Health Care Records Making Progress with Little Help from Tech Friends

Loraine Lawson
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Key Health Care IT Trends

The good news is that primary focus now seems to be squarely on improving the overall quality of health care and the reduction of human errors.

One reason integration in health care is so hard is that hospitals and doctors within the same organization tend to operate like separate businesses. I know it's not unique to health care, but the industry does seem to take it to a whole new level-even purchasing processes aren't centralized in hospitals, according to a recent InformationWeek Healthcare article.


Needless to say, suppliers aren't dummies and they've noticed this lack of centralization-which is why different departments within the same hospital sometimes pay different prices for the same items, the article notes.


Earlier in the year, I wrote quite a bit about the integration challenges health care faces as it tries to capture government incentive money for electronic health records. That's the carrot. But the HITECH Act also includes a stick, as the article points out: Medicaid and Medicare reimbursement policies are becoming more strict, and as a result, there will need to be "more efficiency and clarity in purchasing."


Certainly, health care has a lot of incentive to solve its silo problem and to focus on better business intelligence and analytics. And with around $20 billion in federal funds available to spend on these initiatives, big-name tech vendors have a lot of incentives to shift their focus to health care-specific solutions-which is why, in June, I predicted a tech land run on the health care market.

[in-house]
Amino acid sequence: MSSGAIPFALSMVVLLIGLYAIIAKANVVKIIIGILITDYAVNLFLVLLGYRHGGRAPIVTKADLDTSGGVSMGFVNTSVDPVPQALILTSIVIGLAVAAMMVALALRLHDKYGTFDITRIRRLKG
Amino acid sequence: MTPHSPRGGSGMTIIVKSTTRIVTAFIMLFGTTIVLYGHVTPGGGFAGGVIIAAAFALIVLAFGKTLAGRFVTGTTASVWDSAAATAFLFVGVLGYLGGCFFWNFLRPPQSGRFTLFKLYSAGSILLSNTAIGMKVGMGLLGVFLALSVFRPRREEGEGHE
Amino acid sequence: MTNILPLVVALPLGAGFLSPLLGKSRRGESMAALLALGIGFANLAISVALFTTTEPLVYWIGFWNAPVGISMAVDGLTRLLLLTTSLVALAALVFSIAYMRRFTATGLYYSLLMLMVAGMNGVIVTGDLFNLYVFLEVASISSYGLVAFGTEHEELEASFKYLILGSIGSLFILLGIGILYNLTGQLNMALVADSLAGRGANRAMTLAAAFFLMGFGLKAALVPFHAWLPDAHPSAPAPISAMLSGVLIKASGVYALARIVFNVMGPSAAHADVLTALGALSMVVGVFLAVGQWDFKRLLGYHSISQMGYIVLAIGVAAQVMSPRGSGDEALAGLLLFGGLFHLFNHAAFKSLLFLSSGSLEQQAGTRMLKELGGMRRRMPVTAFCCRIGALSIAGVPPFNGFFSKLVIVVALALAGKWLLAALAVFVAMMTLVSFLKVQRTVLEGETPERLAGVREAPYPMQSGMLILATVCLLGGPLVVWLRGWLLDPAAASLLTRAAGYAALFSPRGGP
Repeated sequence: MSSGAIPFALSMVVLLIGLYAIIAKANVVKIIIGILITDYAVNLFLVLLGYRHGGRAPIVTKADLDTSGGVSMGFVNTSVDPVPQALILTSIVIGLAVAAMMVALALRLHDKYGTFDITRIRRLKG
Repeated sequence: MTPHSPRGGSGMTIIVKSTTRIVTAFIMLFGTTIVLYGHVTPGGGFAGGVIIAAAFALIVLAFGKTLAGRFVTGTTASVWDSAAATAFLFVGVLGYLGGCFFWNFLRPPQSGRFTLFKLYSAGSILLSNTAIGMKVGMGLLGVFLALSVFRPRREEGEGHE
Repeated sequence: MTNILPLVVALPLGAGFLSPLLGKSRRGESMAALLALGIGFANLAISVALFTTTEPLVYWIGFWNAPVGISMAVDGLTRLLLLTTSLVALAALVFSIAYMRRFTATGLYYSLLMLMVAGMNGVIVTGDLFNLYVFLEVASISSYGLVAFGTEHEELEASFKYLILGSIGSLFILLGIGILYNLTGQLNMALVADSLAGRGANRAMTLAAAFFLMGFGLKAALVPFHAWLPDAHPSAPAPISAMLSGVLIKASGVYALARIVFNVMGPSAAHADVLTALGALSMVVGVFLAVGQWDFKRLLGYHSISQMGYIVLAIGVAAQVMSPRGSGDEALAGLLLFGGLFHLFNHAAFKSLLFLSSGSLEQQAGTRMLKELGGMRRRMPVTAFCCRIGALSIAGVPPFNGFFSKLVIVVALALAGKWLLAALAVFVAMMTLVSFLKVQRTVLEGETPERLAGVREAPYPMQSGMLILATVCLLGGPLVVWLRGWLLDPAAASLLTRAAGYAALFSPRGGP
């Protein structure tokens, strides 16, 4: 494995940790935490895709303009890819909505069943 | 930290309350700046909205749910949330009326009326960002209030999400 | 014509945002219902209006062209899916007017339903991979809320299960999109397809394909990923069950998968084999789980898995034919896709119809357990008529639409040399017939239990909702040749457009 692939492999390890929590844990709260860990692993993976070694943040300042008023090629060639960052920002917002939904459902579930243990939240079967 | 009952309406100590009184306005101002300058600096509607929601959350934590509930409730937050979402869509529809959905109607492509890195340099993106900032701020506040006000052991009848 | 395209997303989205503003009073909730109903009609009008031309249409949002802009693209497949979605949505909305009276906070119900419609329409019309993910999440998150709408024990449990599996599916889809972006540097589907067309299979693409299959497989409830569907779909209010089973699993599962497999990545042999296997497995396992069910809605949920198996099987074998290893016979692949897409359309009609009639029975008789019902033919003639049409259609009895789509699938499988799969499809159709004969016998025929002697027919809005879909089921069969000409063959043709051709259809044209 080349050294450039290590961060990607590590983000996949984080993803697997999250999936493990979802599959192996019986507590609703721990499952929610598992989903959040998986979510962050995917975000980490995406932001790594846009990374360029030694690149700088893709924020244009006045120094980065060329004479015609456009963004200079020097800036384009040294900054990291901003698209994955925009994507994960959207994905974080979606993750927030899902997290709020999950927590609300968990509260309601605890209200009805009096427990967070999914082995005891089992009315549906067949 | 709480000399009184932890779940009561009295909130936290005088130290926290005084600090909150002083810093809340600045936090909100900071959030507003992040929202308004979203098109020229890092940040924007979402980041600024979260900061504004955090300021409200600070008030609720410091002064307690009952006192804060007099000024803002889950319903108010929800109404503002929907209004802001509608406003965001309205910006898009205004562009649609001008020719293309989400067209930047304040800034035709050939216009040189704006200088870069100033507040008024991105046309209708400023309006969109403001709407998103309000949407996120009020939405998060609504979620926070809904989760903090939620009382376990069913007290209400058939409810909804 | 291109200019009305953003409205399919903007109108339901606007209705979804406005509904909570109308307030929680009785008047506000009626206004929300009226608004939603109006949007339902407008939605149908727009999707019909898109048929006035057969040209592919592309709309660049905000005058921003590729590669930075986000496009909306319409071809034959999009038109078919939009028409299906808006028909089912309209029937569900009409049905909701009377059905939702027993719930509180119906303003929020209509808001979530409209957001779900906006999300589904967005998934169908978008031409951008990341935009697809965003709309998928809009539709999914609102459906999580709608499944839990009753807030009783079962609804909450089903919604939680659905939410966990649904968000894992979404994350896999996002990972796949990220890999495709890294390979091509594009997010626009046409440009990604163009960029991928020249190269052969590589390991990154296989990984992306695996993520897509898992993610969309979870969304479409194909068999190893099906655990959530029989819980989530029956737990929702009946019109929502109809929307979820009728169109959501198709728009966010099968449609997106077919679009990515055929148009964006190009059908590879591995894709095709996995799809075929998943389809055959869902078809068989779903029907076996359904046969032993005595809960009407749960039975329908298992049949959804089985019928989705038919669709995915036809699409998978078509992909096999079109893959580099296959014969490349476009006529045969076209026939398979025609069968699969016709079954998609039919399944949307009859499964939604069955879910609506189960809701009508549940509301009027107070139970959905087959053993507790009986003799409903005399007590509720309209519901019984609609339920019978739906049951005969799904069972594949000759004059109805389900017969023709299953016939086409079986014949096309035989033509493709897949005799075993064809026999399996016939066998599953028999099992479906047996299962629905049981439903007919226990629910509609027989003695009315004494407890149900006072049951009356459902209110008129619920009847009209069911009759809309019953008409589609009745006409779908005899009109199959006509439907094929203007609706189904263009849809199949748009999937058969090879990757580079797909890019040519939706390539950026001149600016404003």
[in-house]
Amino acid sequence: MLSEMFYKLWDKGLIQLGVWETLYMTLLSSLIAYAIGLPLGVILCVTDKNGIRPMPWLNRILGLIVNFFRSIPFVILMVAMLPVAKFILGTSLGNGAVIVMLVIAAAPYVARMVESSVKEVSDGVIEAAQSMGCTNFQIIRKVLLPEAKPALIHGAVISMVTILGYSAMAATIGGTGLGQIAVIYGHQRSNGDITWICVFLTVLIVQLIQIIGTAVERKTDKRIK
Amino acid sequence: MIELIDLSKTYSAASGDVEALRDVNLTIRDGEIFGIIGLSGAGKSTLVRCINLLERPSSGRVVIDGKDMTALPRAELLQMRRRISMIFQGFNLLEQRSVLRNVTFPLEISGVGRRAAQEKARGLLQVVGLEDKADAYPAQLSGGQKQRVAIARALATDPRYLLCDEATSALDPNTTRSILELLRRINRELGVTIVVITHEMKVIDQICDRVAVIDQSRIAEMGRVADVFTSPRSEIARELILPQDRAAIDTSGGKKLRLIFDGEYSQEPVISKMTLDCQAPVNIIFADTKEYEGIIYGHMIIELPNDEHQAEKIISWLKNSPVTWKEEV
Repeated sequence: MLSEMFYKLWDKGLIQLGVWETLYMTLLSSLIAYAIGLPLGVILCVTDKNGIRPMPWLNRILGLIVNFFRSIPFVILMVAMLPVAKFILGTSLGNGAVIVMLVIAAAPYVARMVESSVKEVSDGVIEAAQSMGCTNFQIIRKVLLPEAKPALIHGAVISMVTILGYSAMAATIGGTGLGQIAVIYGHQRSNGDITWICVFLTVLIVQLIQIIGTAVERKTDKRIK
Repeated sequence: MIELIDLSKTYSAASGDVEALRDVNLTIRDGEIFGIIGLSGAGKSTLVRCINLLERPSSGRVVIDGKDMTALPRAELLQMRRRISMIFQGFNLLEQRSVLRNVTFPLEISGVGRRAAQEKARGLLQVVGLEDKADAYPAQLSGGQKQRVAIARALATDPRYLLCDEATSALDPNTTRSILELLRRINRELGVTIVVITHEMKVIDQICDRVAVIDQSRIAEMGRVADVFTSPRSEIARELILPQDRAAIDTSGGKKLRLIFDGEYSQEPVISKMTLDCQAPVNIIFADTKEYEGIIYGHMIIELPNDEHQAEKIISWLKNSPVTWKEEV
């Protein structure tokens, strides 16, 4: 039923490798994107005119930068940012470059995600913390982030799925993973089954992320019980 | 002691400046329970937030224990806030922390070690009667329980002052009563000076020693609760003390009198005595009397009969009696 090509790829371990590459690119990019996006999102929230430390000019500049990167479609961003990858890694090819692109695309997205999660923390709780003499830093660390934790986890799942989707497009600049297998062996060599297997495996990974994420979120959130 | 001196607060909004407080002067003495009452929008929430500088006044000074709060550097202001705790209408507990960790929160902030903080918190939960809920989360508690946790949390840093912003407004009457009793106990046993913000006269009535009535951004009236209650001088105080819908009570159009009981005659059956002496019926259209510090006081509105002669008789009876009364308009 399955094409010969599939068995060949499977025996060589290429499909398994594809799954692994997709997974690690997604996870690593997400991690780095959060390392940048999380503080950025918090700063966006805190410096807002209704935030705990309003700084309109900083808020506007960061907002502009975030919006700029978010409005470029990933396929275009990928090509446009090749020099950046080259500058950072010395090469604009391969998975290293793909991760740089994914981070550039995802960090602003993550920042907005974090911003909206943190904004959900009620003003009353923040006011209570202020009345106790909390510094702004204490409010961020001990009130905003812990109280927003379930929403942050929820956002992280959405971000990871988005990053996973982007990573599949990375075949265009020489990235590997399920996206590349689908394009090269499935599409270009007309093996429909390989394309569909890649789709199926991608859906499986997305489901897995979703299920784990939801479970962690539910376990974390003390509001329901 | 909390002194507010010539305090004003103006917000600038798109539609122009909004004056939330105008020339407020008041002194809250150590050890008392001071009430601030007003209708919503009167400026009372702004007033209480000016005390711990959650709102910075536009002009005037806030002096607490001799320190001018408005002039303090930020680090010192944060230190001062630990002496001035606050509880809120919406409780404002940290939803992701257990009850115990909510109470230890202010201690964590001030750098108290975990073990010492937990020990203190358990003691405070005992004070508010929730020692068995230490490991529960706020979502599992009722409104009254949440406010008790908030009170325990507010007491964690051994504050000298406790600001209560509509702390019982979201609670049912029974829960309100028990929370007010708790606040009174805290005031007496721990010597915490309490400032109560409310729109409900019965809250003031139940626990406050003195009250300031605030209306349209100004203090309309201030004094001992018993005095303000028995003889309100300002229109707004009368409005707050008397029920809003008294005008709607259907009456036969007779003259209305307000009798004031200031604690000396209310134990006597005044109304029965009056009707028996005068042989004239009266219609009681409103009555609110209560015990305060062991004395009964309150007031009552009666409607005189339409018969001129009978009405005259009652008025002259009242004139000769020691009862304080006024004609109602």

Okay, I'll grant you that it wasn't the most daring or insightful of predictions. But, verily, it has come to pass, at least if this article is any indication.


The piece walks you through all the challenges health care faces in its effort toward better business intelligence and analytics. And no surprises there-the challenges include: integration, data quality, governance and so on. The article also includes examples of how specific companies are solving these problems, and you only have to skim it to see all the big enterprise data management vendors: IBM, Informatica, Microsoft, Oracle, DataFlux, SAP, SAS.


There are also plenty of niche players still involved. But a few years ago, the list would've been entirely niche players.


As far as I'm concerned, it's a change for the better. Not to dismiss the contribution of niche health care companies, but the enterprise players have certainly had enough practice solving big integration and bad data challenges in the large organizations. And experts say, as these players come on board, the technology solutions will improve.


It's refreshing to see a list of health care organizations already moving toward change, and as the article points out, an integrated, clean and dare I say, "healthy," records system could lead to better health care for all:

As the experience-based insights that BI and analytics provide expand and mature, healthcare will enter a new phase of personalized medicine, where treatments are carefully tuned to individuals' needs based on extensive analysis of personal genomics and aggregate data about disease risk in select populations based on analysis of genetic markers.

That would be fantastic, and I'm sure it's something Joe Bugajski of the Burton Group would appreciate-given his troubled experience with disjointed medical records.


But my hopes are a bit more down-to-earth: I still dream that, within my lifetime, "integrated medical records" won't involve me driving all over the city, gathering paper copies of my own medical files.

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